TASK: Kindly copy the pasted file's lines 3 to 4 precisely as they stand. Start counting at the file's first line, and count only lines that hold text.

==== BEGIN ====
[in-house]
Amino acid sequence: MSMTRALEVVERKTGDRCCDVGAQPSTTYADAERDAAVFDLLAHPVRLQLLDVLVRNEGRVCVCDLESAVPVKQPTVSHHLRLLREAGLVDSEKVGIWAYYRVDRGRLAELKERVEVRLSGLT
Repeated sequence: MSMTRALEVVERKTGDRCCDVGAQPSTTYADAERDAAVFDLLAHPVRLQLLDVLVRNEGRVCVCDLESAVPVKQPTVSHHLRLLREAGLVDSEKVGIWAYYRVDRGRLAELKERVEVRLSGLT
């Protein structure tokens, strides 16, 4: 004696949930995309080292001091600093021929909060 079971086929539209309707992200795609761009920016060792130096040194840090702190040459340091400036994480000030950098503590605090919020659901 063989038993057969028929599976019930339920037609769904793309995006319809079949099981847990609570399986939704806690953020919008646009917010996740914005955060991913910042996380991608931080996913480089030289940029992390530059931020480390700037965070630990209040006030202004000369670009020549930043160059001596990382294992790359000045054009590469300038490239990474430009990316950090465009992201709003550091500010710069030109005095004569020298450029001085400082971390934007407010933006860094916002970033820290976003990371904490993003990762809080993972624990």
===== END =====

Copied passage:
Repeated sequence: MSMTRALEVVERKTGDRCCDVGAQPSTTYADAERDAAVFDLLAHPVRLQLLDVLVRNEGRVCVCDLESAVPVKQPTVSHHLRLLREAGLVDSEKVGIWAYYRVDRGRLAELKERVEVRLSGLT
């Protein structure tokens, strides 16, 4: 004696949930995309080292001091600093021929909060 079971086929539209309707992200795609761009920016060792130096040194840090702190040459340091400036994480000030950098503590605090919020659901 063989038993057969028929599976019930339920037609769904793309995006319809079949099981847990609570399986939704806690953020919008646009917010996740914005955060991913910042996380991608931080996913480089030289940029992390530059931020480390700037965070630990209040006030202004000369670009020549930043160059001596990382294992790359000045054009590469300038490239990474430009990316950090465009992201709003550091500010710069030109005095004569020298450029001085400082971390934007407010933006860094916002970033820290976003990371904490993003990762809080993972624990």